The Nationals were given permission to wear a variety of military-flavored caps in batting practice Tuesday, but MLB wouldn’t let them wear them in the game that night against the Reds. The Washington Post’s Dan Steinberg asked why:
So then I called an MLB spokesman to ask what happened, and he explained that the league prefers its clubs commemorate specific causes with uniform patches or batting-practice displays, rather than the actual game hats. There are, however, coordinated league-wide headwear events, such as the white hats with stars-and-stripes logos that are worn on Memorial Day and July 4, with proceeds from sales of those caps donated to the Welcome Back Veterans program.
“We reserve hats for national tributes, where every club is wearing them on the same day,” spokesman Pat Courtney told me. “But we’re happy to work with clubs on alternatives.”
I can see the league’s point here, but as a one-time thing, it would have been pretty cool seeing the Nationals honoring the Navy SEALs and the Army with headwear that would have been far more noticeable than any uniform patch. I have my doubts the display would have led to a serious downturn in Nationals merchandise sales.
The Washington Post has some pics of the hats here.
The Kansas City Star has covered the death of Yordano Ventura and its aftermath in a thorough, thoughtful, respectful and admirable fashion and it has all been compelling to read, even if it’s often been difficult to read. Their latest story may be the most difficult, though it is nonetheless essential.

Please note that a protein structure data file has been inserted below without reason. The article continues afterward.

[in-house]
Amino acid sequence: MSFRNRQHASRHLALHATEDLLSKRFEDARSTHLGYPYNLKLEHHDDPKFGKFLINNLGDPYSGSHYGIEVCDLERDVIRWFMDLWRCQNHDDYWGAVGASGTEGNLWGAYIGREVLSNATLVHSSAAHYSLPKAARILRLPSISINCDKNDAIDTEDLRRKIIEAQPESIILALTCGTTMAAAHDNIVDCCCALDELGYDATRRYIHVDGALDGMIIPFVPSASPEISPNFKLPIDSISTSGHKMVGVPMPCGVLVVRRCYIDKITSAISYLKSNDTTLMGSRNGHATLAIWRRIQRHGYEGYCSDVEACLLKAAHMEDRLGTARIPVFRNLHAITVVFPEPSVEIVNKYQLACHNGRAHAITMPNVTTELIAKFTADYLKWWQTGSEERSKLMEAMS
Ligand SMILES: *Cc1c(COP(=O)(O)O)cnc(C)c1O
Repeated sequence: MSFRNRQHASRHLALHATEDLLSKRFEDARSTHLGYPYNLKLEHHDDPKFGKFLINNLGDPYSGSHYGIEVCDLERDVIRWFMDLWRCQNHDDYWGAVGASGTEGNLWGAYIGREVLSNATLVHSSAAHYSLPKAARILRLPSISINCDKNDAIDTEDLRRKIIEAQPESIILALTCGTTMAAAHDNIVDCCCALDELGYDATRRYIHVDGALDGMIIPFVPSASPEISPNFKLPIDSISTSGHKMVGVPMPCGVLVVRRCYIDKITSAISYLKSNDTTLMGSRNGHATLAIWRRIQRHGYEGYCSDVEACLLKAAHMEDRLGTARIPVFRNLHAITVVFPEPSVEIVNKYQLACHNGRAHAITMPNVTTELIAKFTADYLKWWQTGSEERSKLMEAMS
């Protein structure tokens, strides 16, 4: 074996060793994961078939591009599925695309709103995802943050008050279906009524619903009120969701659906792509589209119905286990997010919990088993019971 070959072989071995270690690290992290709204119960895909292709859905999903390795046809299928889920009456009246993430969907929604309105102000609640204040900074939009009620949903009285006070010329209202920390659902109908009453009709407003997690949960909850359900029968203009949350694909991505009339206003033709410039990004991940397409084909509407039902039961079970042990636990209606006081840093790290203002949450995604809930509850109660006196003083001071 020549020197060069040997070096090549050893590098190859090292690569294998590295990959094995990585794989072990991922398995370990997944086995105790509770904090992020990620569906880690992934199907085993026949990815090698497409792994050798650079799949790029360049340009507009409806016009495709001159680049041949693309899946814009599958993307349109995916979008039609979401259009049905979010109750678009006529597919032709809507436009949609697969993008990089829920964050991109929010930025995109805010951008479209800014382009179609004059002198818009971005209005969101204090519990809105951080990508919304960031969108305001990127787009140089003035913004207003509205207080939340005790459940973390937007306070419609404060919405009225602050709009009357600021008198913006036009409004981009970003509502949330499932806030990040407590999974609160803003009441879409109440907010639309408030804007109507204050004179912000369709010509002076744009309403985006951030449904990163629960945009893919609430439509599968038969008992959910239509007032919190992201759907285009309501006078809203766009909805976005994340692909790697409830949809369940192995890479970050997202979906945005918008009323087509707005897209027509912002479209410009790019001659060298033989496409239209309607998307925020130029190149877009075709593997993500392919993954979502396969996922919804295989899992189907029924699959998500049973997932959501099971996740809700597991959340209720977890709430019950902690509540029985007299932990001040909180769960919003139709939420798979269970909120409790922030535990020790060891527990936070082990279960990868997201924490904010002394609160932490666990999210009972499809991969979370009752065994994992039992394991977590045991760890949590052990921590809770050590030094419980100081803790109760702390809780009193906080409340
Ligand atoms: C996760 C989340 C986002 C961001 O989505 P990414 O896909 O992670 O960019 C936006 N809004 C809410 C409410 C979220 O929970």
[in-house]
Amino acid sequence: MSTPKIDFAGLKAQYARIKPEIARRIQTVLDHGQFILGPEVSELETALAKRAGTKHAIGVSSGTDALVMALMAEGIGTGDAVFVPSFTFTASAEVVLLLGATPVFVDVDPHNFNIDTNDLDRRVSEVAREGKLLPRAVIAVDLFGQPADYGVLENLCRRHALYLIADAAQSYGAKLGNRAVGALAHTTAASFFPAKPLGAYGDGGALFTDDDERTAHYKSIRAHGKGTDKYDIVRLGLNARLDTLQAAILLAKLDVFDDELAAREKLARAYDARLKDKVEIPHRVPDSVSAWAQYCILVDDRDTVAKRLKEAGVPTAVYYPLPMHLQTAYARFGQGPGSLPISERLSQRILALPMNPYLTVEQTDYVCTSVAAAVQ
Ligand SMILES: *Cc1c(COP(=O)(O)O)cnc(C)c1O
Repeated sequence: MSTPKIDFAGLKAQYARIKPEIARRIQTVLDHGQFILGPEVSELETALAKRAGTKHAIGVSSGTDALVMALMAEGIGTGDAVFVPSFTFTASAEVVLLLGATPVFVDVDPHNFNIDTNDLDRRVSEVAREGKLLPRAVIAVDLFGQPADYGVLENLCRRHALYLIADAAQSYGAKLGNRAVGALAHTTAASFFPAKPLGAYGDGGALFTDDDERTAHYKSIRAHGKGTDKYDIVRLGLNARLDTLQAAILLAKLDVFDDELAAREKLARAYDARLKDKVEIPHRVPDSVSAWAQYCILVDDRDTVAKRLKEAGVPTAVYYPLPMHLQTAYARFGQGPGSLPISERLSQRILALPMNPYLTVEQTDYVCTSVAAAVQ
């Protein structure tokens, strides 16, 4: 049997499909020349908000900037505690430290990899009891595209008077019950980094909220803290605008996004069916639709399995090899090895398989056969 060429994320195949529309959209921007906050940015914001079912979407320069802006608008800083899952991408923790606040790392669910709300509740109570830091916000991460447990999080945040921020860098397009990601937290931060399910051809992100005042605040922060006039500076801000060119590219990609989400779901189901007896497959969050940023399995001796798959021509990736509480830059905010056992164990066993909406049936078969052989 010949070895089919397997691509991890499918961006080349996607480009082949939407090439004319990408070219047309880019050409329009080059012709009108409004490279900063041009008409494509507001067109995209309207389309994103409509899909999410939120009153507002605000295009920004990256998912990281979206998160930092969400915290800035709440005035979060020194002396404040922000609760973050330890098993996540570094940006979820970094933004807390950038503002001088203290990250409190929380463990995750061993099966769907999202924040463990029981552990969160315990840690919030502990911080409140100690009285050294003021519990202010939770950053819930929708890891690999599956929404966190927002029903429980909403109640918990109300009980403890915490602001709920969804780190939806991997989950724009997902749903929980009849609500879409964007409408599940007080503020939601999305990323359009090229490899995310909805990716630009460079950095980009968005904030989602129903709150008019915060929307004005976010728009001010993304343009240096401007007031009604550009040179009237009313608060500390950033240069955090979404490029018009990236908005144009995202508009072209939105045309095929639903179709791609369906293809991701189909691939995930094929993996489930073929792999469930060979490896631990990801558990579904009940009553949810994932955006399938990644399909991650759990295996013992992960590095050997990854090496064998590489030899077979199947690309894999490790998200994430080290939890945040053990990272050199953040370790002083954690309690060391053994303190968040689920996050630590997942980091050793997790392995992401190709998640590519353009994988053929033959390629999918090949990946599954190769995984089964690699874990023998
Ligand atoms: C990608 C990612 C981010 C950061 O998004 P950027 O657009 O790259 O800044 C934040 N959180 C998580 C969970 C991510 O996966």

It covers the final year of Ventura’s life which, sadly, was tumultuous. He had become estranged from his family. He was married to a woman who, at the time of the ceremony, was still married to her first husband and whose family, allegedly, later made threats against Ventura that we’re only now learning about. This includes allegations of armed men accosting Ventura at his home near the Royals spring training facility a year ago. An incident which led to him missing time due to “flulike symptoms,” but which, in reality, caused him considerable mental distress. He was again threatened, it is claimed, in Kansas City during the season. There is also an allegation that Ventura attempted suicide via an overdose of Benadryl, though that is disputed.
Beyond that, there is an arc to the end of Ventura’s life which sounds unfortunately familiar. It’s a story of a young man whose life changed dramatically in a very, very short period of time and who struggled at times to process the changes. Were it not for a fateful drive on a dark and winding road one night in late January, they all could’ve been things that, as his career matured, he could look back on as learning experiences. Now that he’s gone, however, they form the final, tragic chapter.
Ken Rosenthal of FOX Sports reports that the Royals and first baseman Eric Hosmer have discussed a long-term contract extension. However, Hosmer also indicated that he will head into free agency if a deal is not consummated by Opening Day.
Hosmer, 27, avoided arbitration with the Royals last month, agreeing to a $12.25 million salary for the 2017 season. He is one of four key Royals players who can become a free agent after the season along with Mike Moustakas, Alcides Escobar, and Lorenzo Cain. If Hosmer does reach free agency, he would arguably be the top free agent first baseman.
Hosmer finished the past season hitting .266/.328/.433 with 25 home runs and 104 RBI while making his first All-Star team.